I think there comes a point in every women's life when they face the terrifying question "holy crap, am I turning into my mother?". I guess I just didn't think that point would come so soon. I'm 24 (newly 24, thank you very much!), why on earth am I thinking this you ask? Well, I guess it 's mostly because I am not working in the field that I love: writing. And yes many people my age are facing that same crappy realization that they probably aren't going to land their dream job straight out of college like twenty-somethings in 90's movies did. But working in a field I am passionate about has always been important to me. Doing something that, okay, maybe didn't make a huge difference in the world but at least is something that made me happy and content.
I remember when I was in my third year of college visiting home from Boston, my mom was driving and the question came up if she wanted to do something else in her life. If there is some dream that she imagined for herself that really didn't pan out, professionally that is. She told me that of course there are things that didn't exactly go as she imagined in her dreams. My mom entered the medical industry as a registered dietitian because she liked to help people. She was passionate about fitness and food and wanted to show people how they could make a difference in their health and lifestyle without medicine or drastic measures. But, after 15 years in that profession, my mom found there was less leverage than she would have liked, so she switched gears (while staying in the medical field) and now does something totally different at the same institution she started her career. She isn't really passionate about her current position; she isn't helping people like she originally was and wanted to when she started; and I know she would much rather be doing something else. When she told me how she felt like different things had taken her to this point in her life (having kids, wanting stability, the hopeful thought of retirement) I had this hope that things might be different for me in my quest. I admire my mother more than anyone else in the world, but I had this hope that I could get to that place of happiness, stability and also enjoy what I do--essentially, not have to sacrifice one thing for the other.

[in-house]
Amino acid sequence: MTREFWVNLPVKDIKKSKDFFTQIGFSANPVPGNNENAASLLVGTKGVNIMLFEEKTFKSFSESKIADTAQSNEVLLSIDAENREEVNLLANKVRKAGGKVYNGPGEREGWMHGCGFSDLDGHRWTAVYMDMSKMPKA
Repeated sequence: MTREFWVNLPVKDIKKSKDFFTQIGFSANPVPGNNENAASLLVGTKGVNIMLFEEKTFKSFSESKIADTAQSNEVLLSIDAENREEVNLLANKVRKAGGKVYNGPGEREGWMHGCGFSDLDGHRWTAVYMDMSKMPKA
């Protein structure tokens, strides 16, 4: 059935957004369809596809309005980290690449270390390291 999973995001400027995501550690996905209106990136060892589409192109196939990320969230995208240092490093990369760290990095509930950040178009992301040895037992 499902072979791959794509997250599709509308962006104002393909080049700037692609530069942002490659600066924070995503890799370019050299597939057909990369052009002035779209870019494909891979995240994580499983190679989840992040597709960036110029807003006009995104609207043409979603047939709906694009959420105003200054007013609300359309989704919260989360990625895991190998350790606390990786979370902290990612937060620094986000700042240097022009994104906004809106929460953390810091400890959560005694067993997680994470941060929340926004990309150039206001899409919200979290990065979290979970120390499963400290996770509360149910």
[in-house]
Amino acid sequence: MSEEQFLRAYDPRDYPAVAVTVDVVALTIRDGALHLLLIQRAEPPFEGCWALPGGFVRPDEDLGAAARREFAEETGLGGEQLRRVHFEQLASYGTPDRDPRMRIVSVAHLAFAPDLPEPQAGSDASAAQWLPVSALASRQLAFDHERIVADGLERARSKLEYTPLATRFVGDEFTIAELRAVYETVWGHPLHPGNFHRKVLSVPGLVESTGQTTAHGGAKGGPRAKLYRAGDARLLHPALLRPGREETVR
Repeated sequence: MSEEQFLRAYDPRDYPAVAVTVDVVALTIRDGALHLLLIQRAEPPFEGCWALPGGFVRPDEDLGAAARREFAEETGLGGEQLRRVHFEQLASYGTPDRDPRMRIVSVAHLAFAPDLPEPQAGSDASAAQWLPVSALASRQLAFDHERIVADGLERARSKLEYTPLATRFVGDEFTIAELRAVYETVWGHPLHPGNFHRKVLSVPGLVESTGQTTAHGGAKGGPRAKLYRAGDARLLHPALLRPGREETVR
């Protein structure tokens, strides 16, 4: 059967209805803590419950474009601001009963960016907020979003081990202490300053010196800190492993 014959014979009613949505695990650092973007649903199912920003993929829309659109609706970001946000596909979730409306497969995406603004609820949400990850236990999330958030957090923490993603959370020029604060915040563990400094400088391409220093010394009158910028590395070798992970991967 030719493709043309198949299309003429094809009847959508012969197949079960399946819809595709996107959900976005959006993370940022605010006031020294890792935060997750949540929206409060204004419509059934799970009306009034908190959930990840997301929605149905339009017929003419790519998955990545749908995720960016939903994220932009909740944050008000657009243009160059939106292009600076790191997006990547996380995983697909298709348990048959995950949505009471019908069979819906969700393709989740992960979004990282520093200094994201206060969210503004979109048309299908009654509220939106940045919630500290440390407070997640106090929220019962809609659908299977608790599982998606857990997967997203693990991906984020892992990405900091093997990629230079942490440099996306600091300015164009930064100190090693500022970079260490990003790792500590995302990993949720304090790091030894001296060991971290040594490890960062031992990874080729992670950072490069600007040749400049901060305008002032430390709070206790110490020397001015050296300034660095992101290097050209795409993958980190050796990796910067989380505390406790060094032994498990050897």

But now I see that things might be different than I imagined and more compromise than I had hoped for. I work at the same institution as my mom. I don't really like my job, but I get through it and do it. It absolutely isn't the worst thing in the world and, as I have expressed before, I sometimes feel a lot of guilt for not liking what I do because I know many people (especially in this day and age) would kill for a job as secure as mine. But for me the passion has always outweighed security and comfort. I am a very logical person and I don't like to flee from things just because I don't like them. But it is very hard to think that I may never get the opportunity to make my passion my profession.